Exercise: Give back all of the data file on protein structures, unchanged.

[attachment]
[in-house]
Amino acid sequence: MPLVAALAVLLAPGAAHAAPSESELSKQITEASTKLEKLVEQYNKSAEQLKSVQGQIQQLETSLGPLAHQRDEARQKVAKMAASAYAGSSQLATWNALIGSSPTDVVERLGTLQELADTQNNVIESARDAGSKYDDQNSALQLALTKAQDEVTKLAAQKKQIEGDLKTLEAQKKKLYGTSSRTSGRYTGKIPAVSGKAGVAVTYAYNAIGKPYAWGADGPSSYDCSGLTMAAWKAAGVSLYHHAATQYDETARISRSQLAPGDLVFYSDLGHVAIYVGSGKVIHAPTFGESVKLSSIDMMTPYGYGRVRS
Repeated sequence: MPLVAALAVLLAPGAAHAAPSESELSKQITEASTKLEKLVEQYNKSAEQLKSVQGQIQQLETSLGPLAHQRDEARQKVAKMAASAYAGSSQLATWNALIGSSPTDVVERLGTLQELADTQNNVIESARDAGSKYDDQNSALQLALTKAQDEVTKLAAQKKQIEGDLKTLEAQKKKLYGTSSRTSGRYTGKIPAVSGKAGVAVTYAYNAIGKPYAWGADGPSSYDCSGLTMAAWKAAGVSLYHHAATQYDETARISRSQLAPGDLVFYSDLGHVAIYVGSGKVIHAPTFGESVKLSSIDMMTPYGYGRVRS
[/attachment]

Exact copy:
[in-house]
Amino acid sequence: MPLVAALAVLLAPGAAHAAPSESELSKQITEASTKLEKLVEQYNKSAEQLKSVQGQIQQLETSLGPLAHQRDEARQKVAKMAASAYAGSSQLATWNALIGSSPTDVVERLGTLQELADTQNNVIESARDAGSKYDDQNSALQLALTKAQDEVTKLAAQKKQIEGDLKTLEAQKKKLYGTSSRTSGRYTGKIPAVSGKAGVAVTYAYNAIGKPYAWGADGPSSYDCSGLTMAAWKAAGVSLYHHAATQYDETARISRSQLAPGDLVFYSDLGHVAIYVGSGKVIHAPTFGESVKLSSIDMMTPYGYGRVRS
Repeated sequence: MPLVAALAVLLAPGAAHAAPSESELSKQITEASTKLEKLVEQYNKSAEQLKSVQGQIQQLETSLGPLAHQRDEARQKVAKMAASAYAGSSQLATWNALIGSSPTDVVERLGTLQELADTQNNVIESARDAGSKYDDQNSALQLALTKAQDEVTKLAAQKKQIEGDLKTLEAQKKKLYGTSSRTSGRYTGKIPAVSGKAGVAVTYAYNAIGKPYAWGADGPSSYDCSGLTMAAWKAAGVSLYHHAATQYDETARISRSQLAPGDLVFYSDLGHVAIYVGSGKVIHAPTFGESVKLSSIDMMTPYGYGRVRS